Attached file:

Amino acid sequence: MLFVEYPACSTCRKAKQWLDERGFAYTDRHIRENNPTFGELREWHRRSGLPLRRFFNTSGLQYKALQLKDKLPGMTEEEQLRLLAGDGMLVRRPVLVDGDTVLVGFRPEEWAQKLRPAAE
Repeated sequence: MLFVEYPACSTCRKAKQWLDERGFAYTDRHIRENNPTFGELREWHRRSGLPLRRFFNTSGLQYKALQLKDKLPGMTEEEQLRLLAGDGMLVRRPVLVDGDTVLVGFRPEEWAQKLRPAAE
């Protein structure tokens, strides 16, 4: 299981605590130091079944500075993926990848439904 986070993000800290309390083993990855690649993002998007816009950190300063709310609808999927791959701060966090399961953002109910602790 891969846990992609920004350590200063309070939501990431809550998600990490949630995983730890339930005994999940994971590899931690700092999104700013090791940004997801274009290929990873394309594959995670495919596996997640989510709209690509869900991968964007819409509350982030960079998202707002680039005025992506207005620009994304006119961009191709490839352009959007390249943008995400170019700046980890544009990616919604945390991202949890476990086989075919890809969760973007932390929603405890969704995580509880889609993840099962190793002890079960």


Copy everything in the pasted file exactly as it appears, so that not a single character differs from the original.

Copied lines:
Amino acid sequence: MLFVEYPACSTCRKAKQWLDERGFAYTDRHIRENNPTFGELREWHRRSGLPLRRFFNTSGLQYKALQLKDKLPGMTEEEQLRLLAGDGMLVRRPVLVDGDTVLVGFRPEEWAQKLRPAAE
Repeated sequence: MLFVEYPACSTCRKAKQWLDERGFAYTDRHIRENNPTFGELREWHRRSGLPLRRFFNTSGLQYKALQLKDKLPGMTEEEQLRLLAGDGMLVRRPVLVDGDTVLVGFRPEEWAQKLRPAAE
């Protein structure tokens, strides 16, 4: 299981605590130091079944500075993926990848439904 986070993000800290309390083993990855690649993002998007816009950190300063709310609808999927791959701060966090399961953002109910602790 891969846990992609920004350590200063309070939501990431809550998600990490949630995983730890339930005994999940994971590899931690700092999104700013090791940004997801274009290929990873394309594959995670495919596996997640989510709209690509869900991968964007819409509350982030960079998202707002680039005025992506207005620009994304006119961009191709490839352009959007390249943008995400170019700046980890544009990616919604945390991202949890476990086989075919890809969760973007932390929603405890969704995580509880889609993840099962190793002890079960």